Welcome to Abbey of the Arts!

The Abbey is a virtual global online monastery offering pilgrimages, online classes & retreats, reflections, and resources which integrate contemplative spiritual practice and creative expression with monastic spirituality. We support you in becoming a monk in the world and an artist in everyday life. We believe in nourishing an earth-cherishing consciousness. We are an open and affirming community and strive to be radically inclusive.

Poetry is our nourishment.  Art inspires our souls.  We dance for the joy of it.

Our work is lovingly stewarded by Christine Valters Paintner, the online Abbess; John Valters Paintner, the online Prior; and our wondrous Wisdom Council.

We delight in being joined by people like you, who are monks at heart and seeking kindred spirits, a community committed to contemplative rhythms and creative expression.  Visit the Holy Disorder of Dancing Monks for more ways to get involved with our community.

We are not affiliated with any particular institution and open our doors to people from any denomination or none at all. We strive to create a place of welcome and hospitality where we might dialogue with one another and grow. Our own spirituality is shaped very much by the rich Catholic mystical tradition of which we are a part, and we also treasure being catholic, that is universal, in our outreach.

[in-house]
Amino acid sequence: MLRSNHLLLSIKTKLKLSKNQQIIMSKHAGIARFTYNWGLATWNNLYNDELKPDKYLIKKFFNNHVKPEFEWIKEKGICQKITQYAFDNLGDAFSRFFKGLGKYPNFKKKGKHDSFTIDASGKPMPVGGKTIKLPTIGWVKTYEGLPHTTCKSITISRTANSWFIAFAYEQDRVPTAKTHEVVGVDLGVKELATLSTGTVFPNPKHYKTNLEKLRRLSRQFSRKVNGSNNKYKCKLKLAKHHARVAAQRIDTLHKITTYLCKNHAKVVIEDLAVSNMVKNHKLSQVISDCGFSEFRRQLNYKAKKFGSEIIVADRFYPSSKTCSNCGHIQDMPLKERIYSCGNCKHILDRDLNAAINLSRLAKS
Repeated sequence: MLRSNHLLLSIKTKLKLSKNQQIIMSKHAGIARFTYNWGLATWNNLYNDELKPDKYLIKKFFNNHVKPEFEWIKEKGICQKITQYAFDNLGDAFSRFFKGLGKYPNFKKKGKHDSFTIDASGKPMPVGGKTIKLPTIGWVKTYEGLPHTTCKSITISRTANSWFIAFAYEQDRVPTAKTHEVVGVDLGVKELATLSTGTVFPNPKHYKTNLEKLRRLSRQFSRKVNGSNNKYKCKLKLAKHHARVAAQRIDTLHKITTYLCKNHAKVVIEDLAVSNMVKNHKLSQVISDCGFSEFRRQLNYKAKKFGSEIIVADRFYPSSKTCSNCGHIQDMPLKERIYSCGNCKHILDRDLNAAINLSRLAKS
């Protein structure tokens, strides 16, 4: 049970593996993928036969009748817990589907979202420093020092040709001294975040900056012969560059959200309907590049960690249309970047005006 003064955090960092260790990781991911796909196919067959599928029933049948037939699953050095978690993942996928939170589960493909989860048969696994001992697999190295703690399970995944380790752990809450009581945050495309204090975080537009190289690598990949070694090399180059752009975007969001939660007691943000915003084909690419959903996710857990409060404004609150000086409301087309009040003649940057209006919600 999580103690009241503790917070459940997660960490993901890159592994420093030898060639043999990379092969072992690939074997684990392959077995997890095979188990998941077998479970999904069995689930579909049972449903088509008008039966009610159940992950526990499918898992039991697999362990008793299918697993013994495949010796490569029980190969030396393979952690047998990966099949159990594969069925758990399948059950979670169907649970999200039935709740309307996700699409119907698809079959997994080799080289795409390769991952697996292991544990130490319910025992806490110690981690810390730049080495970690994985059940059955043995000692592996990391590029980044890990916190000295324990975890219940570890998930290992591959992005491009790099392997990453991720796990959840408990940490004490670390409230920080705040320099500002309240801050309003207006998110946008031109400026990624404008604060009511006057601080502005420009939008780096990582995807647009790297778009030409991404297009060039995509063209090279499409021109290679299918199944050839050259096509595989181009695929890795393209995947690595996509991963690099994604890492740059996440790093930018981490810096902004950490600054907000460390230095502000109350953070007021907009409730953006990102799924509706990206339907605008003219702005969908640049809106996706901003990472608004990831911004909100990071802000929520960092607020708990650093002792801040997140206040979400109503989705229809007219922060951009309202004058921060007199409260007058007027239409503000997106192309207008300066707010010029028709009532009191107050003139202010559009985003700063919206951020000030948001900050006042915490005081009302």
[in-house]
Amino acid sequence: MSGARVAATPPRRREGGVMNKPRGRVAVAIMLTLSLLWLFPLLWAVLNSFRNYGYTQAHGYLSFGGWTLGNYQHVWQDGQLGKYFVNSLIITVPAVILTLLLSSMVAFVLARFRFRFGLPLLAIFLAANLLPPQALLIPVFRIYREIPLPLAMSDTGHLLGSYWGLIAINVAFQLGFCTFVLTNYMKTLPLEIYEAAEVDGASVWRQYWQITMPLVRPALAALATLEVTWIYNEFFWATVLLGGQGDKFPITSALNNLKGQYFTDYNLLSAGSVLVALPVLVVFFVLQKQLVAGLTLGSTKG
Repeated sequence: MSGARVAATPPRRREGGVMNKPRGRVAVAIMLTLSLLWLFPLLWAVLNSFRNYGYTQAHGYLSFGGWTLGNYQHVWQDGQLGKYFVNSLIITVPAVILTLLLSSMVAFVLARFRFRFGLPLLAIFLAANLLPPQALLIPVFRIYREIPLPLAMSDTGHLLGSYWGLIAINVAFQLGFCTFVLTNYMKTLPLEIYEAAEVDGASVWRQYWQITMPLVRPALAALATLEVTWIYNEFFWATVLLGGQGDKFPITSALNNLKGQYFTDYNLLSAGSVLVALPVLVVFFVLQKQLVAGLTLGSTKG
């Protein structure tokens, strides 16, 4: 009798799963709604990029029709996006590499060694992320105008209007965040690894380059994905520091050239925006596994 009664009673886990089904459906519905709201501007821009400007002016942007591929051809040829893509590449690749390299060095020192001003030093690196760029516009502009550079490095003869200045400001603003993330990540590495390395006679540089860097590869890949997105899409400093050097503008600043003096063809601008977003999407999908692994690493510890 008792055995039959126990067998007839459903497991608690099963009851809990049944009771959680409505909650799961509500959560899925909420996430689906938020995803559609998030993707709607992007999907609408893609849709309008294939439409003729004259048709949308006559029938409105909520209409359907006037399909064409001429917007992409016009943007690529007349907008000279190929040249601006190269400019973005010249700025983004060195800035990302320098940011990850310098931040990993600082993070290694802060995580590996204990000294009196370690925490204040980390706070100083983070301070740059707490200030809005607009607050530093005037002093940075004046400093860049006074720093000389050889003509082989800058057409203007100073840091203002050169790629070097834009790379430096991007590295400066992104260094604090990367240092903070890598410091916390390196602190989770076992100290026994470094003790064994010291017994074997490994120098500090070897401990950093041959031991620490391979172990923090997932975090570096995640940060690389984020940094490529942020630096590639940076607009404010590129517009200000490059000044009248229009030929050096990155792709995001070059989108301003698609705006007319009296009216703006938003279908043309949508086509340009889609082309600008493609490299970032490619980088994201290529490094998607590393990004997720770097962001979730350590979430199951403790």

The Path of Contemplation

Are you a monk in the world?

Contemplative spiritual practice and rhythms invite us into a deeper way of life, one in which less becomes more, and the goals are slowness rather than speed, savoring rather than productivity. Contemplative ways of being call us to resist the busyness of the world and to invest our identity in being rather than doing.

At the Abbey we are nourished by three streams of the Christian wisdom and mystical tradition:

  1. The desert mothers and fathers, who starting in the 3rd century traveled out to the harsh landscapes of the Egyptian and Syrian deserts to live a life dedicated to God and to strip away all that stood in the way of full-hearted commitment. Their stories offer us wisdom across the centuries for how to deal with the relentless demands of our thoughts and find true inner stillness (hesychia).